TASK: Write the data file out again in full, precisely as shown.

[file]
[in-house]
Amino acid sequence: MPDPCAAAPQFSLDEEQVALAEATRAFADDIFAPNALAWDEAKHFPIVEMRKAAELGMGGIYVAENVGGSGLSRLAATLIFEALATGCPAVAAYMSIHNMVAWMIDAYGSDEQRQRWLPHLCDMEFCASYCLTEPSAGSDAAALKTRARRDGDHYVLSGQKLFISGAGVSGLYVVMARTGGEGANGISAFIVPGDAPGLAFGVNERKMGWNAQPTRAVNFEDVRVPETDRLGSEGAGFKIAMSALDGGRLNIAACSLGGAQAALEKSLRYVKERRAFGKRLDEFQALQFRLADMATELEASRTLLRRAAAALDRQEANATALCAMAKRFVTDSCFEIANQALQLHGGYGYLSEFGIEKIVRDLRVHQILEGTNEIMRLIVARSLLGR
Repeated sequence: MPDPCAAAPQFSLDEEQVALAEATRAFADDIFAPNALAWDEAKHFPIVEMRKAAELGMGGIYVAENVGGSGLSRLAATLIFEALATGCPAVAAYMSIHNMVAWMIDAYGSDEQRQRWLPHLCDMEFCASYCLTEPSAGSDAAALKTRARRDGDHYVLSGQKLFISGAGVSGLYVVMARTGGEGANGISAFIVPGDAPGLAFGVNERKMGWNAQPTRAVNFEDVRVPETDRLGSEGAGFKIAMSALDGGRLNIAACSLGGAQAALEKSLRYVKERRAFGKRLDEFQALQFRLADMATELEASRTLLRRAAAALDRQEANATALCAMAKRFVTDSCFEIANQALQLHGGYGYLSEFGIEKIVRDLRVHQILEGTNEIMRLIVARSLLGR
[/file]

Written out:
[in-house]
Amino acid sequence: MPDPCAAAPQFSLDEEQVALAEATRAFADDIFAPNALAWDEAKHFPIVEMRKAAELGMGGIYVAENVGGSGLSRLAATLIFEALATGCPAVAAYMSIHNMVAWMIDAYGSDEQRQRWLPHLCDMEFCASYCLTEPSAGSDAAALKTRARRDGDHYVLSGQKLFISGAGVSGLYVVMARTGGEGANGISAFIVPGDAPGLAFGVNERKMGWNAQPTRAVNFEDVRVPETDRLGSEGAGFKIAMSALDGGRLNIAACSLGGAQAALEKSLRYVKERRAFGKRLDEFQALQFRLADMATELEASRTLLRRAAAALDRQEANATALCAMAKRFVTDSCFEIANQALQLHGGYGYLSEFGIEKIVRDLRVHQILEGTNEIMRLIVARSLLGR
Repeated sequence: MPDPCAAAPQFSLDEEQVALAEATRAFADDIFAPNALAWDEAKHFPIVEMRKAAELGMGGIYVAENVGGSGLSRLAATLIFEALATGCPAVAAYMSIHNMVAWMIDAYGSDEQRQRWLPHLCDMEFCASYCLTEPSAGSDAAALKTRARRDGDHYVLSGQKLFISGAGVSGLYVVMARTGGEGANGISAFIVPGDAPGLAFGVNERKMGWNAQPTRAVNFEDVRVPETDRLGSEGAGFKIAMSALDGGRLNIAACSLGGAQAALEKSLRYVKERRAFGKRLDEFQALQFRLADMATELEASRTLLRRAAAALDRQEANATALCAMAKRFVTDSCFEIANQALQLHGGYGYLSEFGIEKIVRDLRVHQILEGTNEIMRLIVARSLLGR